13. Nick Swisher is a very consistent and underrated hitter who has avoided major injuries. A slight decline in power is expected as he’s leaving one of the best ballparks for power to an average ballpark in Cleveland. In the past three seasons 80% of his power came while batting left-handed. Cleveland’s ballpark is seventh best ballpark for left-handed hitters, compared to Yankee Stadium ranking second. He’s not a sexy player, but he can definitely help your fantasy team.
  14. After the Angels traded Kendrys Morales for Jason Vargas, Mark Trumbo became the full time DH and will bat fifth behind Albert Pujols and Josh Hamilton. Trumbo’s season was a tale of two halves. The first half his slash line was .302/.358/.608 and his second half slash line was .227/.271/.359. He has the raw power, but a poor approach (striking out 26% of the time) will limit the potential for batting average. On the bright side his walk percentage increased two percentage points, showing he’s making some adjustments to his approach. He would be the perfect complement to a Eric Hosmer or a Paul Goldschmidt.
  15. During his first partial season in the majors (with the San Diego Padres) Anthony Rizzo clearly looked overmatched and it showed, striking out 30% of the time. He was acquired by the Cubs  in January 2012 and started the season in Triple-A. He made a number of adjustments, specifically reducing the length in his swing, reducing his strike out rate 44% and increased contact his contact rate 17.5%. His fantasy potential is immense, but he has a long way to go before reaching that potential.
  16. For the first time in three seasons Paul Konerko posted an OPS less than .900. His low ranking is not a function of declining skill set, but more of a concern of the player who bats in front of him in the order: Adam Dunn. Dunn is a three-outcome player; he either walks, strikes out or hits a home run. A player like Dunn limits Konerko’s ability to drive in runs. Among all players with at least 300 at-bats, Konerko ranked 60th in plate appearances with runners on base, one spot ahead of Jeff Francouer. I’ve had Konerko every year for the past three seasons, but this year he won’t be on any of my teams because the upside is no longer there.

Overall Draft Strategy

For the first time in a long time the gap between the top three and the 10th first baseman is not that wide. With home runs becoming even more of a premium, first base is a position where fantasy owners must get that power. Other than Fielder, every player in the top 5 has huge question marks; that is why I recommend waiting until the middle rounds to get your first baseman.

Wednesday
Nov102010

Downfall of a Goliath

Ryan Howard has long been viewed as weak to left-handed pitching. In comparison to his production against right-handers, that is largely true. The truth is that he is a slightly above-average hitter against southpaws, ranking in the 69th percentile with a .359 wOBA in 2010.

Still, the New York Yankees neutralized the Phillies in the 2009 World Series by making heavy use of Damaso Marte, causing Howard to strike out in 13 of his 23 at-bats. The Cincinnati Reds followed suit in the '10 NLDS using a quartet of lefties as Howard struck out five times in 11 AB. And, of course, the World Series champion San Francisco Giants allowed Howard to become familiar with lefties Javier Lopez and Jeremy Affeldt, striking him out 12 times in 22 AB.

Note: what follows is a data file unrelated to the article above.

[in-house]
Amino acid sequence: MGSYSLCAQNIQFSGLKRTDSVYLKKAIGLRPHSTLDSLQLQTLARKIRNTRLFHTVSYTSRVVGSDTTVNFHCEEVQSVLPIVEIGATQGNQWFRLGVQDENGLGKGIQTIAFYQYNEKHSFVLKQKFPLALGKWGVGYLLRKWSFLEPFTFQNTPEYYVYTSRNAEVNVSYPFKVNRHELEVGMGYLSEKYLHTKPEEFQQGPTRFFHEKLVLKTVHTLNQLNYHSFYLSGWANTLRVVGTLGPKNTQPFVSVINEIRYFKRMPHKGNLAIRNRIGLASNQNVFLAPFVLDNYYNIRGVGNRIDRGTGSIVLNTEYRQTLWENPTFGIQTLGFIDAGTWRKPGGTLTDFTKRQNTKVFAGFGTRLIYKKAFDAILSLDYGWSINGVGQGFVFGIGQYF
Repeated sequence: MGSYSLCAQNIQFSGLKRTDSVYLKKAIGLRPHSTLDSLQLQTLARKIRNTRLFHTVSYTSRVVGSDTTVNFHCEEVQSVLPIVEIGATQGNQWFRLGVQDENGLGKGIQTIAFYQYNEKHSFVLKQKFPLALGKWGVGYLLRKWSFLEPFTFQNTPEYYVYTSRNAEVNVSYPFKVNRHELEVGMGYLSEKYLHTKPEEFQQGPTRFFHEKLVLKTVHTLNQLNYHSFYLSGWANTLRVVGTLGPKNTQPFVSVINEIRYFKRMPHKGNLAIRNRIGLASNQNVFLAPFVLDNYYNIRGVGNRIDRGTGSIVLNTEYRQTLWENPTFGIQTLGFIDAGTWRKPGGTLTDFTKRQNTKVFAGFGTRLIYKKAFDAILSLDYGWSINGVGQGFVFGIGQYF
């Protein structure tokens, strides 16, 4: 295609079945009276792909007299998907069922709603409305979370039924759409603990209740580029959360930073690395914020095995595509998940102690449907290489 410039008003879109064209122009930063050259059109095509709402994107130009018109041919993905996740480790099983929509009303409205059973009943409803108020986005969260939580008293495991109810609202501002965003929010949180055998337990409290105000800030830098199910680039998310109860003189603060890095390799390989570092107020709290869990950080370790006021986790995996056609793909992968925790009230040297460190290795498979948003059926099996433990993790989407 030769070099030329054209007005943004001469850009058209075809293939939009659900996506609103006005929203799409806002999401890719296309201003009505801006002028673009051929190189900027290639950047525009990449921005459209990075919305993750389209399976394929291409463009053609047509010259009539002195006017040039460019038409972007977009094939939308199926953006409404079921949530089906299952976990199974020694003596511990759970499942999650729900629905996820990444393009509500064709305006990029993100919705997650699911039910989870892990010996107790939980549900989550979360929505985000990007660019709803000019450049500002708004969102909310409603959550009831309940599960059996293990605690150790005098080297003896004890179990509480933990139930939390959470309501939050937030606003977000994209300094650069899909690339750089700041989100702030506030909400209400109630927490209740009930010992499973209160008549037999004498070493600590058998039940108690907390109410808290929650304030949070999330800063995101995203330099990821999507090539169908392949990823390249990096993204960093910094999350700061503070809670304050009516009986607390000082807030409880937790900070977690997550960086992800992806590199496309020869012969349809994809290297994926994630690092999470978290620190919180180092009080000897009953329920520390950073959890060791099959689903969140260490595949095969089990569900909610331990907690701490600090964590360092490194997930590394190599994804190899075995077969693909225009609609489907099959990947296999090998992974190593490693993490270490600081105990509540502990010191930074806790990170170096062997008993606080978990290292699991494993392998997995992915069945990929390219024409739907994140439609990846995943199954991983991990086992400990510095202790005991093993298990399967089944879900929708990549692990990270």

If you are keeping score at home, that is a grand total of 30 strikeouts in 56 at-bats, a 53.4 percent strikeout rate in his last three playoff series.

Howard is under contract for one more year before his five-year, $125 million extension kicks in. Phillies fans are worrying that the slugger is declining much sooner than anticipated.

2010 was rough for Howard. Aside from missing two weeks with a sprained left ankle, he finished the year with by far his lowest ISO (.229 compared to a .293 career average) and his .367 wOBA was two one-thousandths of a point from being a career low. Following four consecutive years of 45+ HR and 136+ RBI the respective 31 and 108 output is a disappointment.

The surprise, at least in the regular season, was that Howard did not decline against lefties. In fact, he improved! His .358 wOBA against lefties outpaced his career .329 average. By process of elimination, Howard must have declined against right-handers -- and he did, significantly. His career .424 wOBA against right-handers is head-and-shoulders above his .372 output in 2010.

Baseball is a great game because it is impossible to achieve optimal strategy. As your opponent makes adjustments to you, you make adjustments to those adjustments, and so on. Lefties threw Howard a bunch of low-and-away sliders, so the first baseman started to look for those pitches more. He was crushing fastballs from right-handers, so those pitchers threw him more soft stuff.

In 2008, one in every two pitches thrown by a right-hander was something hard -- particularly four-seam fastballs. That figure dropped to 47 percent in '09 and 42 percent in '10.

The following heat map displays the fly ball distance on soft stuff thrown by right-handed pitchers in each of the past three seasons. Two things are apparent on the graph: right-handers have become much more willing to challenge Howard inside, and that Howard became noticeably weaker against pitches on the outer portion of the plate -- perhaps the latter as a function of the former.

Ryan Howard's fly ball distance vs. RH soft pitches

The following heat map shows the fly ball distance on hard stuff thrown by right-handers from 2008-10. Notice that Howard's coverage of the plate -- particularly the inner portion -- seems to have vanished.

Ryan Howard's fly ball distance vs. RH hard pitches

It is particularly the hard stuff that pitchers have been using inside on Howard. This could be an indication that Howard's bat speed slowed; that they doubt his ability to turn around on an inside fastball.

If that is the case, the large extension awarded to Howard by Phillies GM Ruben Amaro may become the franchise's biggest mistake before it even starts.